Family Harassed Over Black Lives Matter Shirts at Six Flags

LOS ANGELES,  - MARCH 14: Six Flags Magic Mountain is closed as the coronavirus continues to spread across the United States on March 14, 2020 in Valencia, California. The World Health Organization declared coronavirus (COVID-19) a global pandemic on March 11th. (Photo by Rich Fury/Getty Images)

Family Harassed Over Black Lives Matter Shirts at Six Flags

The family wants the company to make sure workers understand the BLM movement.

Published 1 week ago

Written by Paul Meara

A mother is claiming that Six Flags attempted to stop her family from entering a park in Georgia because they were wearing T-shirts reading “Black Lives Matter.” Now, the theme park company says the incident was a complete misunderstanding and that the shirts are allowed inside the park.

The mother, Maya Miller, described what happened to WSB-TV 2. “We just wanted to go to the park," she said. "We didn't come there for any protest or anything."

Miller says one shirt word read, “we’re tired,” while another said “I can’t breathe,” and a third reading “stop killing us.”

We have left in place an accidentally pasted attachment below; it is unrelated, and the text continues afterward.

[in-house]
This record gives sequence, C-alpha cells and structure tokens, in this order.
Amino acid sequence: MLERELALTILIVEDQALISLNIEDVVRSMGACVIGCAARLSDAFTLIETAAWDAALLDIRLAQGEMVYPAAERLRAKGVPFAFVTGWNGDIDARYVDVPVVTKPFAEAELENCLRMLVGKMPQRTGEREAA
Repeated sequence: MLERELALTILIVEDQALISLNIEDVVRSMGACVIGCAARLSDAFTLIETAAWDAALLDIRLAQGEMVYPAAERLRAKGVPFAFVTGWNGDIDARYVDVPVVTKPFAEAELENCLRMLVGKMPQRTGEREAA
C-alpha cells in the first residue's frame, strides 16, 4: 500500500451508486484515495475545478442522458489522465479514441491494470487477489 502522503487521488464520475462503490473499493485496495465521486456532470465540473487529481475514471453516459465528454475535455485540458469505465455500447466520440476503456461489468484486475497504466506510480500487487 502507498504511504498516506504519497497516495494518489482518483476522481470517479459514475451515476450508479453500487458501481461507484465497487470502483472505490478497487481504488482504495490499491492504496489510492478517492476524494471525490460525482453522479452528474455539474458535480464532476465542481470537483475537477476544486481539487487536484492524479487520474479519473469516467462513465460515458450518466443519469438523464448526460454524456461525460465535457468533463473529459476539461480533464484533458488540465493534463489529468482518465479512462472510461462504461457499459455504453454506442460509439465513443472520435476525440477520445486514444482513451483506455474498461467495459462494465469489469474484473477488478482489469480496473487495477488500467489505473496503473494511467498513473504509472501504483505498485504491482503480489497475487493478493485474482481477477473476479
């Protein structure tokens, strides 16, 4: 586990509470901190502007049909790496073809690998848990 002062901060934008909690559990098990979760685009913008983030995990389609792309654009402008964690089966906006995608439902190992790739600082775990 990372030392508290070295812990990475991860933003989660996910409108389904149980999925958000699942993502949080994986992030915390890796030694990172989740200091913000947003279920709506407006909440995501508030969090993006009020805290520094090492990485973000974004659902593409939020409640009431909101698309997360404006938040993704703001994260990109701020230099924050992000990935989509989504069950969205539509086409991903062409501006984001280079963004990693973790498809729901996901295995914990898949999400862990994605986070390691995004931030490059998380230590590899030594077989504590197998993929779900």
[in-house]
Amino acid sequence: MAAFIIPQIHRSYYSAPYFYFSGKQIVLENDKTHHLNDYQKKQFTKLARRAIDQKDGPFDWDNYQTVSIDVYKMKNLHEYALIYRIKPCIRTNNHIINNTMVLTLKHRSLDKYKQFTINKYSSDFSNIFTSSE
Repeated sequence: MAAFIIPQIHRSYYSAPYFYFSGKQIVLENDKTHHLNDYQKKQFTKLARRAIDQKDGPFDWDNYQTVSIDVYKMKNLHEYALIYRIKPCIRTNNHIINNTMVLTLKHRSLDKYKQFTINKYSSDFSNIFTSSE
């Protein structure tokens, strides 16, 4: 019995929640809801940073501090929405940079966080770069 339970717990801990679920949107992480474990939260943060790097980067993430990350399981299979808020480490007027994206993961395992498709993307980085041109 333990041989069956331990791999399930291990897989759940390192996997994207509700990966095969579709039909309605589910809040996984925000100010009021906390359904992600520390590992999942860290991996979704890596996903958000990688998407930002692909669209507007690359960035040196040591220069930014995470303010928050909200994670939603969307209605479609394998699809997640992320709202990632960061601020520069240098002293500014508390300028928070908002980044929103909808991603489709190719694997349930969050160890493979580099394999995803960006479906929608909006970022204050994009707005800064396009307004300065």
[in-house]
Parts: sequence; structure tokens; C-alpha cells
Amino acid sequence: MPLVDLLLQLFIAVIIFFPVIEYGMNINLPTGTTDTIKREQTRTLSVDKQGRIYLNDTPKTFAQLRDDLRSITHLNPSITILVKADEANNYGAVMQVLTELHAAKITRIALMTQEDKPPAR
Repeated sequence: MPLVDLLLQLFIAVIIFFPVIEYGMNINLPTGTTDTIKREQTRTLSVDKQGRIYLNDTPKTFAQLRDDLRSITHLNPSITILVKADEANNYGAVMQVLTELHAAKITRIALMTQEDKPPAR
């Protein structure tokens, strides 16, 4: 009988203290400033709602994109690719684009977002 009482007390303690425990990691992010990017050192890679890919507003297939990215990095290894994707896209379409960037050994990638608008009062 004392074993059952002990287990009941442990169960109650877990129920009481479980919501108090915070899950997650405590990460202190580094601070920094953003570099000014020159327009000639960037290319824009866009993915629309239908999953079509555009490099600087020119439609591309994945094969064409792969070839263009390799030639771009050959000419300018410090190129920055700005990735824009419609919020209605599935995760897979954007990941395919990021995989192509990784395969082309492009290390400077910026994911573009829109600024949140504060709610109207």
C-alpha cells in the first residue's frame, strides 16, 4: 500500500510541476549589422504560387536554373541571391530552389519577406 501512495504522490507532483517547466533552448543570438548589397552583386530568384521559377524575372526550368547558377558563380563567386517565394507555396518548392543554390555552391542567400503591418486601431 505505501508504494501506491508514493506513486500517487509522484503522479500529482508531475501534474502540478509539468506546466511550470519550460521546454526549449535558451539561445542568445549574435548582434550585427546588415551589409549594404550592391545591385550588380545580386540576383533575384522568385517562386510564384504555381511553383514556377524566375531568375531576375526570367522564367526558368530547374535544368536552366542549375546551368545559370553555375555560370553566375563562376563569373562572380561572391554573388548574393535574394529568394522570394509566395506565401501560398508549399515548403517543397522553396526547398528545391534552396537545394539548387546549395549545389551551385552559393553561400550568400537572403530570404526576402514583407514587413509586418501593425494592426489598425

As the family walked into the park on Juneteenth, Miller said a security guard pulled them aside.

"She's saying, 'I need to call someone to make sure what you are wearing is not an issue.' And I said, 'Excuse me?'" Miller described. "I can't believe she would single me out. She was very loud. She embarrassed us. I simply froze." 

RELATED: Black Lives Matter Demands LA’s First Black District Attorney To Resign

Miller said the security guard, who was Black, called someone so she and her kids could head inside.

"Once we entered the park my whole day was shot, because I was nervous," Miller told the news station. "I didn't know if she did call the police. I saw the fear and confusion in my children's eyes."

After Miller shared her experience on social media, Six Flags saw the post and reached out. The company sent Miller a statement in which the park president offered his sincere apologies and welcomed the family back to the park as special guests. They also confirmed the shirts are allowed.

Miller is now calling on the park to do more and assure workers know what the Black Lives Matter movement stands for.

Photo: Rich Fury/Getty Images

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